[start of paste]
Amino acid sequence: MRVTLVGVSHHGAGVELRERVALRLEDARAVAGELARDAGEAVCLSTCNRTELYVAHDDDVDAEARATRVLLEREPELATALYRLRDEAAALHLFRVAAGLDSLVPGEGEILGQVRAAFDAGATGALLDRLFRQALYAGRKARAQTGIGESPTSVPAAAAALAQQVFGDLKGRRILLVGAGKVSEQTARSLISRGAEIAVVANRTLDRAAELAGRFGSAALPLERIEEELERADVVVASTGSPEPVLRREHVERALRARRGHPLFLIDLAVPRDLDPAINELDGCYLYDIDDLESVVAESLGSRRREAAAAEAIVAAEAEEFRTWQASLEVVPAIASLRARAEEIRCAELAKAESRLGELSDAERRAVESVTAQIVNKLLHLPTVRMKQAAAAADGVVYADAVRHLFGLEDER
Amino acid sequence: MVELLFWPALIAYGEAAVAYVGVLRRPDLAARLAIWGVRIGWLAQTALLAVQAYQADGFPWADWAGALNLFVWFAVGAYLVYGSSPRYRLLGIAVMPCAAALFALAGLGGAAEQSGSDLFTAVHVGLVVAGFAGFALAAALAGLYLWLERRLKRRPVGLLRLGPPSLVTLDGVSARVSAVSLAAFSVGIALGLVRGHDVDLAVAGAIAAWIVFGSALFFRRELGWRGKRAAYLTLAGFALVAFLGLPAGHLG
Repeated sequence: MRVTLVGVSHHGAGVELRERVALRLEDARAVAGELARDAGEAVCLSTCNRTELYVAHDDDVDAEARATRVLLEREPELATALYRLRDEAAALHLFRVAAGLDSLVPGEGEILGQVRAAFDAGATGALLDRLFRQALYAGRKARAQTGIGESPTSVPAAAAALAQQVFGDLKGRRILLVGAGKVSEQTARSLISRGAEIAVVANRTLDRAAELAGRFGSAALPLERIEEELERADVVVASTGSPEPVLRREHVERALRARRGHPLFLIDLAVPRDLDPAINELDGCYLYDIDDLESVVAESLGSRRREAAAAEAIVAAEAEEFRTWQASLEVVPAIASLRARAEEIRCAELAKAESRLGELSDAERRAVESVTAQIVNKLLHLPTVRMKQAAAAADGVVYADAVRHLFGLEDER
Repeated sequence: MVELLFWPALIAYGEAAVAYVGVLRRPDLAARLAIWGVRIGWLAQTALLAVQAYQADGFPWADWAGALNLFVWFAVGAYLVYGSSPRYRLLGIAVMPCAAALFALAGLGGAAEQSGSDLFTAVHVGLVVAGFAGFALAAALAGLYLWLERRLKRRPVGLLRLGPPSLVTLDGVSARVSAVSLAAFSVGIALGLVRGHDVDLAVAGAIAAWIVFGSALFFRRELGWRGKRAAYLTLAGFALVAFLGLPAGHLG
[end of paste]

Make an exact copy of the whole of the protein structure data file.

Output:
Amino acid sequence: MRVTLVGVSHHGAGVELRERVALRLEDARAVAGELARDAGEAVCLSTCNRTELYVAHDDDVDAEARATRVLLEREPELATALYRLRDEAAALHLFRVAAGLDSLVPGEGEILGQVRAAFDAGATGALLDRLFRQALYAGRKARAQTGIGESPTSVPAAAAALAQQVFGDLKGRRILLVGAGKVSEQTARSLISRGAEIAVVANRTLDRAAELAGRFGSAALPLERIEEELERADVVVASTGSPEPVLRREHVERALRARRGHPLFLIDLAVPRDLDPAINELDGCYLYDIDDLESVVAESLGSRRREAAAAEAIVAAEAEEFRTWQASLEVVPAIASLRARAEEIRCAELAKAESRLGELSDAERRAVESVTAQIVNKLLHLPTVRMKQAAAAADGVVYADAVRHLFGLEDER
Amino acid sequence: MVELLFWPALIAYGEAAVAYVGVLRRPDLAARLAIWGVRIGWLAQTALLAVQAYQADGFPWADWAGALNLFVWFAVGAYLVYGSSPRYRLLGIAVMPCAAALFALAGLGGAAEQSGSDLFTAVHVGLVVAGFAGFALAAALAGLYLWLERRLKRRPVGLLRLGPPSLVTLDGVSARVSAVSLAAFSVGIALGLVRGHDVDLAVAGAIAAWIVFGSALFFRRELGWRGKRAAYLTLAGFALVAFLGLPAGHLG
Repeated sequence: MRVTLVGVSHHGAGVELRERVALRLEDARAVAGELARDAGEAVCLSTCNRTELYVAHDDDVDAEARATRVLLEREPELATALYRLRDEAAALHLFRVAAGLDSLVPGEGEILGQVRAAFDAGATGALLDRLFRQALYAGRKARAQTGIGESPTSVPAAAAALAQQVFGDLKGRRILLVGAGKVSEQTARSLISRGAEIAVVANRTLDRAAELAGRFGSAALPLERIEEELERADVVVASTGSPEPVLRREHVERALRARRGHPLFLIDLAVPRDLDPAINELDGCYLYDIDDLESVVAESLGSRRREAAAAEAIVAAEAEEFRTWQASLEVVPAIASLRARAEEIRCAELAKAESRLGELSDAERRAVESVTAQIVNKLLHLPTVRMKQAAAAADGVVYADAVRHLFGLEDER
Repeated sequence: MVELLFWPALIAYGEAAVAYVGVLRRPDLAARLAIWGVRIGWLAQTALLAVQAYQADGFPWADWAGALNLFVWFAVGAYLVYGSSPRYRLLGIAVMPCAAALFALAGLGGAAEQSGSDLFTAVHVGLVVAGFAGFALAAALAGLYLWLERRLKRRPVGLLRLGPPSLVTLDGVSARVSAVSLAAFSVGIALGLVRGHDVDLAVAGAIAAWIVFGSALFFRRELGWRGKRAAYLTLAGFALVAFLGLPAGHLG